There is a large body of evidence indicating that cross-country differences in income levels are associated with differences in productivity. If workers are much more productive in one country than in another, restrictions on immigration lead to large efficiency losses. The paper quantifies these losses, using a model in which efficiency differences are labor-augmenting, and free trade in product markets leads to factor price equalization, so that wages are equal across countries when measured in efficiency units of labor. The estimated gains from removing immigration restrictions are huge. Using a simple static model of migration costs, the estimated net gains from open borders are about the same as the gains from a growth miracle that more than doubles the income level in less-developed countries.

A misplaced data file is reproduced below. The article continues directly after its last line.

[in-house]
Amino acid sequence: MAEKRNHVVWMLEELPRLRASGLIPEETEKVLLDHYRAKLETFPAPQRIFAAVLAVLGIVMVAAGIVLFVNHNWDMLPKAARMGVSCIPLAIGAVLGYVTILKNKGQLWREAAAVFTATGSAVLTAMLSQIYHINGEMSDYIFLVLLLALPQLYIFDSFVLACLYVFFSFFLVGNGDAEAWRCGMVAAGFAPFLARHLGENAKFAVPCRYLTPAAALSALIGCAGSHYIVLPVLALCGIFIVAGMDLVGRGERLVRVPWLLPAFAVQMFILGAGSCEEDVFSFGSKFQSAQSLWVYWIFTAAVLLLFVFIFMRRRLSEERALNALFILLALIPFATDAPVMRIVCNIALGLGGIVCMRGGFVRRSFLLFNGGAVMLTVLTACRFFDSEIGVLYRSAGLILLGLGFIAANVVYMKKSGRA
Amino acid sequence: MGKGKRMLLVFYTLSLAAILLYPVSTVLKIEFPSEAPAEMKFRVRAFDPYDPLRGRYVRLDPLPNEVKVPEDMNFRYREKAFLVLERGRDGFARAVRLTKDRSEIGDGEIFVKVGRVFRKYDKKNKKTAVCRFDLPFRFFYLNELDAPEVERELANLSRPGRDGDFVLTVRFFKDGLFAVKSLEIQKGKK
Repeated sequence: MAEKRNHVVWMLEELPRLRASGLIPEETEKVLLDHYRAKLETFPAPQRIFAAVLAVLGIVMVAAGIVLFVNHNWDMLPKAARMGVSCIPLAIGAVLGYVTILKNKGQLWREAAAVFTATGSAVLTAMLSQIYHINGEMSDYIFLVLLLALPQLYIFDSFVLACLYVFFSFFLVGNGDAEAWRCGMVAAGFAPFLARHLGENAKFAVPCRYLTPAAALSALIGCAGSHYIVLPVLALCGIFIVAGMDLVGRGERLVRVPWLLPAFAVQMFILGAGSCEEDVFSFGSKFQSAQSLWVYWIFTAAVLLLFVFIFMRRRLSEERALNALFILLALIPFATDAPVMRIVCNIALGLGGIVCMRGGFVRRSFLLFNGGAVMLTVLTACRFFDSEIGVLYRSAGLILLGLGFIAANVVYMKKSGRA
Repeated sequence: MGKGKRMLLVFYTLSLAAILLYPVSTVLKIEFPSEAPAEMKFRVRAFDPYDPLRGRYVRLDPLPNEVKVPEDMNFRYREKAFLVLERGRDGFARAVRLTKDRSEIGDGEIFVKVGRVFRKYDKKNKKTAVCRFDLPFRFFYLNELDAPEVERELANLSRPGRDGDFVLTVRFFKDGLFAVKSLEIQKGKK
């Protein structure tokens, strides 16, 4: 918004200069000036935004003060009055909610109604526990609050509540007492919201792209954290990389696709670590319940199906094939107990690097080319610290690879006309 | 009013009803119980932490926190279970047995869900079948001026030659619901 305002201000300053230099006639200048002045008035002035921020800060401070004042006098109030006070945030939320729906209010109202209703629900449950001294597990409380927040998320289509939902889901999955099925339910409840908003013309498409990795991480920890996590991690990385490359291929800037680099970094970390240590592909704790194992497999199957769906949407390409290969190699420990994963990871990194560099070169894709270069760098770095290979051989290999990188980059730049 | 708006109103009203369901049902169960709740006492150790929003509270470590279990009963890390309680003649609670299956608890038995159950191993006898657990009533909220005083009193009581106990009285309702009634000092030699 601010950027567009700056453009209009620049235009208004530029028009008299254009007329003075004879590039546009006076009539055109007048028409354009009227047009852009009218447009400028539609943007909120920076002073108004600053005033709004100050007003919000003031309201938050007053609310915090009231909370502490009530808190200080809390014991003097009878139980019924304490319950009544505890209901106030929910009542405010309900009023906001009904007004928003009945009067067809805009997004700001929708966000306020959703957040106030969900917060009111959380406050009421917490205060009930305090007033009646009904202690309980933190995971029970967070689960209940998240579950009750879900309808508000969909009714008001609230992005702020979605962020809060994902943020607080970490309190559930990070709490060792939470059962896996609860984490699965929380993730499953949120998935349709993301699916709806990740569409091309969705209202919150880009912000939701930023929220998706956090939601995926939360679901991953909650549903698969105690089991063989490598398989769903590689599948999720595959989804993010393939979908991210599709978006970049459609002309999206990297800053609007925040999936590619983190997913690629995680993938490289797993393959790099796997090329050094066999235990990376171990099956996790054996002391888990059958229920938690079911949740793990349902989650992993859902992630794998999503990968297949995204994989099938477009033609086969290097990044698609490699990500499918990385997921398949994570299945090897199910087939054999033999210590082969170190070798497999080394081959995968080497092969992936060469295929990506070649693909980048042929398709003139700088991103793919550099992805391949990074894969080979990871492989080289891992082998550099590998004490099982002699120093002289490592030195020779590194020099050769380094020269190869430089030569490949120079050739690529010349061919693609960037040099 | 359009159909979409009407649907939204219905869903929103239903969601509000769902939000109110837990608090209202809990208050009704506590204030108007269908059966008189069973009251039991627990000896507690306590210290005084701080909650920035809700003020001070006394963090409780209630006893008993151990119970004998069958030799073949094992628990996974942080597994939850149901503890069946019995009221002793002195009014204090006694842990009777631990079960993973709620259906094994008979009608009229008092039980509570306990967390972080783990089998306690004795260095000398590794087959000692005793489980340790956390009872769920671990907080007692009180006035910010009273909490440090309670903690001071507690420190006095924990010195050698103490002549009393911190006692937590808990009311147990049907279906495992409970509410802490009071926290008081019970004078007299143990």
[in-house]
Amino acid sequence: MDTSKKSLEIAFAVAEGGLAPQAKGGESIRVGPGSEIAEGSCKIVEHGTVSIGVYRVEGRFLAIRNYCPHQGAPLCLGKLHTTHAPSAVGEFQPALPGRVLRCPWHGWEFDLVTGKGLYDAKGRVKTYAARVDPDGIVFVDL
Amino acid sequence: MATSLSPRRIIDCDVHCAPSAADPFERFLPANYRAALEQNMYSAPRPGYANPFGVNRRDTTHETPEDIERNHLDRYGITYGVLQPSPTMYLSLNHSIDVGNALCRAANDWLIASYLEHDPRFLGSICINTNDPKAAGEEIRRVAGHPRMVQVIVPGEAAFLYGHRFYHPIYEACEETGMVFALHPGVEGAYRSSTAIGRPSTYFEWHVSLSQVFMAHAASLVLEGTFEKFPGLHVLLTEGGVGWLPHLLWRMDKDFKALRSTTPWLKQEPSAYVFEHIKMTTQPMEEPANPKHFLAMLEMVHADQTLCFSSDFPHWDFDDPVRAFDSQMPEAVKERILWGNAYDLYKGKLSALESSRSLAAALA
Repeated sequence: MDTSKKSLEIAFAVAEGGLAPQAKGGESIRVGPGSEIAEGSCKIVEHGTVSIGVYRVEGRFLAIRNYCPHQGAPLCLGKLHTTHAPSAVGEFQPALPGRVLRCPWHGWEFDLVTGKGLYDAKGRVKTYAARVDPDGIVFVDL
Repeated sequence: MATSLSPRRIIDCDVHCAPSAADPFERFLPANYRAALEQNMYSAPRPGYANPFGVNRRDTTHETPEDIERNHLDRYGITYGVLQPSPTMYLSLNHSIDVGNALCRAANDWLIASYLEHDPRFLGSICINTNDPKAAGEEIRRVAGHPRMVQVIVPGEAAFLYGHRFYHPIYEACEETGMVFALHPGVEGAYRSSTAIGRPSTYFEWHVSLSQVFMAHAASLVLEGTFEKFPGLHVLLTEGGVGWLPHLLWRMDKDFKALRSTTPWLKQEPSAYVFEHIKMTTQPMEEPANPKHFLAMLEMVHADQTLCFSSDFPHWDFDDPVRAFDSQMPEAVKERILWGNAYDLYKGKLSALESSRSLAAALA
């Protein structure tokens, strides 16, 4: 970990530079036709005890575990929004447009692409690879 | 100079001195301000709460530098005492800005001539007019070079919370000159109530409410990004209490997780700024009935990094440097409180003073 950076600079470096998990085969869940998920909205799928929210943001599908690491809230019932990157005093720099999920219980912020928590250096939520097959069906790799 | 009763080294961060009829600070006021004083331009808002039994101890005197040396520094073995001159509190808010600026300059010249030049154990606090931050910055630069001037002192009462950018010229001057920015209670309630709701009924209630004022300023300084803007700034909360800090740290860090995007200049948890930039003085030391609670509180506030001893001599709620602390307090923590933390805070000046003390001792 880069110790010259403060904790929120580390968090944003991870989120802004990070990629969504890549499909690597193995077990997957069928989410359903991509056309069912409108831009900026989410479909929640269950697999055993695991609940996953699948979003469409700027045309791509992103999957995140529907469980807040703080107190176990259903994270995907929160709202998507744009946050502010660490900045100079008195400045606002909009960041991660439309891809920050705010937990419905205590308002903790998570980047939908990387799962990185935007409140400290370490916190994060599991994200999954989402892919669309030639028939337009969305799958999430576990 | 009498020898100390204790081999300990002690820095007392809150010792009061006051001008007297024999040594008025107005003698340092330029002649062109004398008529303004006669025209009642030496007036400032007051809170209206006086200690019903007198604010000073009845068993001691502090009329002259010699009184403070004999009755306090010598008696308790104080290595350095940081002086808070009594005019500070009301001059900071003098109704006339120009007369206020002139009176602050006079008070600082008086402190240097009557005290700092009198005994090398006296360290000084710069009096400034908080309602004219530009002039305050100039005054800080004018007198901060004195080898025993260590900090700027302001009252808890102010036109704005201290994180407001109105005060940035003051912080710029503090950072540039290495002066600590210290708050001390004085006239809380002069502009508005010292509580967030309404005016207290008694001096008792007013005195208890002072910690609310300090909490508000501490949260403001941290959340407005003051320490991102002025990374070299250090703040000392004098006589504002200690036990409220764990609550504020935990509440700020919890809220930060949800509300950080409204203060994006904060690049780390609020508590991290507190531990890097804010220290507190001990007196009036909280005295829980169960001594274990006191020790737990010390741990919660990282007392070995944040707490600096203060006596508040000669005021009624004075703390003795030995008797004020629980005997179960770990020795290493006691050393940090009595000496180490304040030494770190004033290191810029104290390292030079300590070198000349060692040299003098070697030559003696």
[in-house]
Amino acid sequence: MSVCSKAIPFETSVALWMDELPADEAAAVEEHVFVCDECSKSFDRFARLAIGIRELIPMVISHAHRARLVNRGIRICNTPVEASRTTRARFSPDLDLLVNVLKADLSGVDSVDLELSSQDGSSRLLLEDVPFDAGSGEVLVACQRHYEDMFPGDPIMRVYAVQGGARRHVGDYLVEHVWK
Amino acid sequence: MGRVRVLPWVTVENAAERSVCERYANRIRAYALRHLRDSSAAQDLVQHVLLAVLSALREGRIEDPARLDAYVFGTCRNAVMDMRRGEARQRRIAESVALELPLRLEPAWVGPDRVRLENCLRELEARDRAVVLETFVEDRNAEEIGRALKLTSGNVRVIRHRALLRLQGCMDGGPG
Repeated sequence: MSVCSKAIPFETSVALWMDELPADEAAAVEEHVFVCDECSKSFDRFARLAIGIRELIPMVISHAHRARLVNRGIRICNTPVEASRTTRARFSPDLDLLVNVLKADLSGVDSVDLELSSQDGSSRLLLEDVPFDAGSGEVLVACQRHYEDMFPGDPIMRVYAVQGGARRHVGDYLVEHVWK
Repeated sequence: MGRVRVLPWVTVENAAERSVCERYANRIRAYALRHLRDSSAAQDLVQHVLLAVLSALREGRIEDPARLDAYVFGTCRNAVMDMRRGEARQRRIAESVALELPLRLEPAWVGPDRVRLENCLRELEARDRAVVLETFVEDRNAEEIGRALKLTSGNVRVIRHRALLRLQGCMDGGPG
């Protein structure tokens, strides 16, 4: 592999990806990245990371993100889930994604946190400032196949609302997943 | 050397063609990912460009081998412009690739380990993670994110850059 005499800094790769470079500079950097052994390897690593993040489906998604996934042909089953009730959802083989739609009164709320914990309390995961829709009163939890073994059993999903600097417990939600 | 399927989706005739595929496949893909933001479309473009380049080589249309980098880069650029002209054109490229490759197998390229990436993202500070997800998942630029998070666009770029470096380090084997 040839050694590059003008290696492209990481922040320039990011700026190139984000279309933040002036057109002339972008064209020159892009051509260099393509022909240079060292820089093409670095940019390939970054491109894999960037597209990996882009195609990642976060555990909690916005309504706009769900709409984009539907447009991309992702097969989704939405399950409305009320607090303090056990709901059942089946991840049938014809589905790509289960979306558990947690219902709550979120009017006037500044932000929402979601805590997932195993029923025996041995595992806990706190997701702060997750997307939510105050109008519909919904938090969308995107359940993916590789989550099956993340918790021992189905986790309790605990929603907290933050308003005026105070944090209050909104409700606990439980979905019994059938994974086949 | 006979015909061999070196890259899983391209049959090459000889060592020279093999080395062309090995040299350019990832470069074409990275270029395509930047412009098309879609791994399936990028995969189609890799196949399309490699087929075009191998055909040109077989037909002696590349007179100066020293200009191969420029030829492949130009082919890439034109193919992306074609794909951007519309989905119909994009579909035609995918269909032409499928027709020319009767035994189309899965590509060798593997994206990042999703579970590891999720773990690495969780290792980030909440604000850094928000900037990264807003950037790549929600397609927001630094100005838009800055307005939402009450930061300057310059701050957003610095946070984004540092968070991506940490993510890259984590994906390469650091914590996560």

A version of this paper was presented as a plenary talk at the SED meeting in Gent, July 2011. I thank Michael Clemens, Eric French, two anonymous referees and many seminar participants for helpful comments. Xiaodong Fan provided valuable research assistance. The views expressed herein are those of the author and do not necessarily reflect the views of the National Bureau of Economic Research.
John Kennan, 2013. "Open Borders," Review of Economic Dynamics, Elsevier for the Society for Economic Dynamics, vol. 16(2), pages L1-L13, April. citation courtesy of